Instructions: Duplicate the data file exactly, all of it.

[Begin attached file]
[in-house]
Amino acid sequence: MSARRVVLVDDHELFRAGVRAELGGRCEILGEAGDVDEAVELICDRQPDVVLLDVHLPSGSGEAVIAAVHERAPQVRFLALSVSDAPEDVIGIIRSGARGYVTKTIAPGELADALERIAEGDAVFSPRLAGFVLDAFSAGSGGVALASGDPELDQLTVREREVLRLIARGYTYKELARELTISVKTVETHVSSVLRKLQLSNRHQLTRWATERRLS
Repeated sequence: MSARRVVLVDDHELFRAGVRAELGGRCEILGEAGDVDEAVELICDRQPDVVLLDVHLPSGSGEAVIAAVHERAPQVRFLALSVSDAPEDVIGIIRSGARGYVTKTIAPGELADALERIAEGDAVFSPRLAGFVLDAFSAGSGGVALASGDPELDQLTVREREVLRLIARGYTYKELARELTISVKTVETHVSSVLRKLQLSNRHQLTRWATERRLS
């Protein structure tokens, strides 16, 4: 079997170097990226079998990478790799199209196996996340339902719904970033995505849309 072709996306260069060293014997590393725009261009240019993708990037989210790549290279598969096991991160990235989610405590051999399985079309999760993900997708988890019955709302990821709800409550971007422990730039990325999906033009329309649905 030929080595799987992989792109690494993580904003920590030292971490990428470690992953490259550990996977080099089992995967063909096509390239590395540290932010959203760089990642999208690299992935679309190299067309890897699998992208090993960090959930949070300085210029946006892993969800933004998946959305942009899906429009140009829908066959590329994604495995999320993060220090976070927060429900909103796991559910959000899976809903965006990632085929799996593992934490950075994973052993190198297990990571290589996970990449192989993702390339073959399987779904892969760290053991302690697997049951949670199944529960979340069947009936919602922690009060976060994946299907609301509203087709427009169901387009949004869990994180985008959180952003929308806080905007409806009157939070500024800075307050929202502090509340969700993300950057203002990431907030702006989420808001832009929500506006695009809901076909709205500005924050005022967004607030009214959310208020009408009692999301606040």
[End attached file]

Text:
[in-house]
Amino acid sequence: MSARRVVLVDDHELFRAGVRAELGGRCEILGEAGDVDEAVELICDRQPDVVLLDVHLPSGSGEAVIAAVHERAPQVRFLALSVSDAPEDVIGIIRSGARGYVTKTIAPGELADALERIAEGDAVFSPRLAGFVLDAFSAGSGGVALASGDPELDQLTVREREVLRLIARGYTYKELARELTISVKTVETHVSSVLRKLQLSNRHQLTRWATERRLS
Repeated sequence: MSARRVVLVDDHELFRAGVRAELGGRCEILGEAGDVDEAVELICDRQPDVVLLDVHLPSGSGEAVIAAVHERAPQVRFLALSVSDAPEDVIGIIRSGARGYVTKTIAPGELADALERIAEGDAVFSPRLAGFVLDAFSAGSGGVALASGDPELDQLTVREREVLRLIARGYTYKELARELTISVKTVETHVSSVLRKLQLSNRHQLTRWATERRLS
């Protein structure tokens, strides 16, 4: 079997170097990226079998990478790799199209196996996340339902719904970033995505849309 072709996306260069060293014997590393725009261009240019993708990037989210790549290279598969096991991160990235989610405590051999399985079309999760993900997708988890019955709302990821709800409550971007422990730039990325999906033009329309649905 030929080595799987992989792109690494993580904003920590030292971490990428470690992953490259550990996977080099089992995967063909096509390239590395540290932010959203760089990642999208690299992935679309190299067309890897699998992208090993960090959930949070300085210029946006892993969800933004998946959305942009899906429009140009829908066959590329994604495995999320993060220090976070927060429900909103796991559910959000899976809903965006990632085929799996593992934490950075994973052993190198297990990571290589996970990449192989993702390339073959399987779904892969760290053991302690697997049951949670199944529960979340069947009936919602922690009060976060994946299907609301509203087709427009169901387009949004869990994180985008959180952003929308806080905007409806009157939070500024800075307050929202502090509340969700993300950057203002990431907030702006989420808001832009929500506006695009809901076909709205500005924050005022967004607030009214959310208020009408009692999301606040």